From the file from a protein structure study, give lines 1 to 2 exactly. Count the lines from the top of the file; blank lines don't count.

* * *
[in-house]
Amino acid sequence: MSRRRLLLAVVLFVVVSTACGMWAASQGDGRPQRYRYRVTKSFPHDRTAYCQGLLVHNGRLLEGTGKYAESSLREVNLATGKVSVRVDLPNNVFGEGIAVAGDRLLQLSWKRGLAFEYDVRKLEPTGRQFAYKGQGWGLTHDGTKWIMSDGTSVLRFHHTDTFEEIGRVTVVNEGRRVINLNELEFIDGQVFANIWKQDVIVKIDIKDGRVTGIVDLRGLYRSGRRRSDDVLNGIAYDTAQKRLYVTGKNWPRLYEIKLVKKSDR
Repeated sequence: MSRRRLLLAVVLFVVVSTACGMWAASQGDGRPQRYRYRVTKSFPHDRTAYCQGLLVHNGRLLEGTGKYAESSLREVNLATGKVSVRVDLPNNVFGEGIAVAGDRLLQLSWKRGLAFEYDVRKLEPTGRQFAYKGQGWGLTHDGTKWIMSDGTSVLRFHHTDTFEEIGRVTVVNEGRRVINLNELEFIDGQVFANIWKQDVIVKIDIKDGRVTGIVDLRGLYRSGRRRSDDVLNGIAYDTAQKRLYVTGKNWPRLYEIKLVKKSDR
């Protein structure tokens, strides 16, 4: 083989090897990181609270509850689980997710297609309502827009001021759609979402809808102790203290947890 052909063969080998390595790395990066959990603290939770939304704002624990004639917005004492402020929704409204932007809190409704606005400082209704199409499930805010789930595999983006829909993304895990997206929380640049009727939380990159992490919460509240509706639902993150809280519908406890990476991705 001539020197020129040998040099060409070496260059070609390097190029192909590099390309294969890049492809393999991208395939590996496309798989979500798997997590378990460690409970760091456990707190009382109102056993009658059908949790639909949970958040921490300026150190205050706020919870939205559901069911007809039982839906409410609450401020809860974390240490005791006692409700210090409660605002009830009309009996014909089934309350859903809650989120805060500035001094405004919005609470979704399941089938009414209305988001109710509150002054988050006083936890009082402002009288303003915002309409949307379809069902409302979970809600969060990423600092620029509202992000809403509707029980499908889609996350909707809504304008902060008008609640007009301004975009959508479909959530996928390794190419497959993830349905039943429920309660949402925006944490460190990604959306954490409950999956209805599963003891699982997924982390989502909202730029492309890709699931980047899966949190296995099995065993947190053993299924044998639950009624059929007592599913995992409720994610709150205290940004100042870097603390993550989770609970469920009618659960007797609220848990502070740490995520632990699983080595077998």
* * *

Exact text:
[in-house]
Amino acid sequence: MSRRRLLLAVVLFVVVSTACGMWAASQGDGRPQRYRYRVTKSFPHDRTAYCQGLLVHNGRLLEGTGKYAESSLREVNLATGKVSVRVDLPNNVFGEGIAVAGDRLLQLSWKRGLAFEYDVRKLEPTGRQFAYKGQGWGLTHDGTKWIMSDGTSVLRFHHTDTFEEIGRVTVVNEGRRVINLNELEFIDGQVFANIWKQDVIVKIDIKDGRVTGIVDLRGLYRSGRRRSDDVLNGIAYDTAQKRLYVTGKNWPRLYEIKLVKKSDR